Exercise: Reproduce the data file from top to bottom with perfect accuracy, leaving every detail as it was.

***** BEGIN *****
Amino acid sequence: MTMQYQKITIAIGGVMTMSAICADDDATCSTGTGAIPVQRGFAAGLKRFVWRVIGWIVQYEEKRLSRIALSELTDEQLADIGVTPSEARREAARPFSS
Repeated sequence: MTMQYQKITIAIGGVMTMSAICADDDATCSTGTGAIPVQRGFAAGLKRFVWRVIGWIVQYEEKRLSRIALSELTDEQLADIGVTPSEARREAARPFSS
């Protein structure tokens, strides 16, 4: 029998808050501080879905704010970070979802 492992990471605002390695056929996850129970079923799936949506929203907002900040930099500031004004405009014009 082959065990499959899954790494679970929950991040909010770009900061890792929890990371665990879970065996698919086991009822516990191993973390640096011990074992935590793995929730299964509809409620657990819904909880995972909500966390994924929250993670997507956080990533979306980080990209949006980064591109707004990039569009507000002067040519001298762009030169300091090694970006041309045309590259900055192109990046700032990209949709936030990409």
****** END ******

Amino acid sequence: MTMQYQKITIAIGGVMTMSAICADDDATCSTGTGAIPVQRGFAAGLKRFVWRVIGWIVQYEEKRLSRIALSELTDEQLADIGVTPSEARREAARPFSS
Repeated sequence: MTMQYQKITIAIGGVMTMSAICADDDATCSTGTGAIPVQRGFAAGLKRFVWRVIGWIVQYEEKRLSRIALSELTDEQLADIGVTPSEARREAARPFSS
């Protein structure tokens, strides 16, 4: 029998808050501080879905704010970070979802 492992990471605002390695056929996850129970079923799936949506929203907002900040930099500031004004405009014009 082959065990499959899954790494679970929950991040909010770009900061890792929890990371665990879970065996698919086991009822516990191993973390640096011990074992935590793995929730299964509809409620657990819904909880995972909500966390994924929250993670997507956080990533979306980080990209949006980064591109707004990039569009507000002067040519001298762009030169300091090694970006041309045309590259900055192109990046700032990209949709936030990409």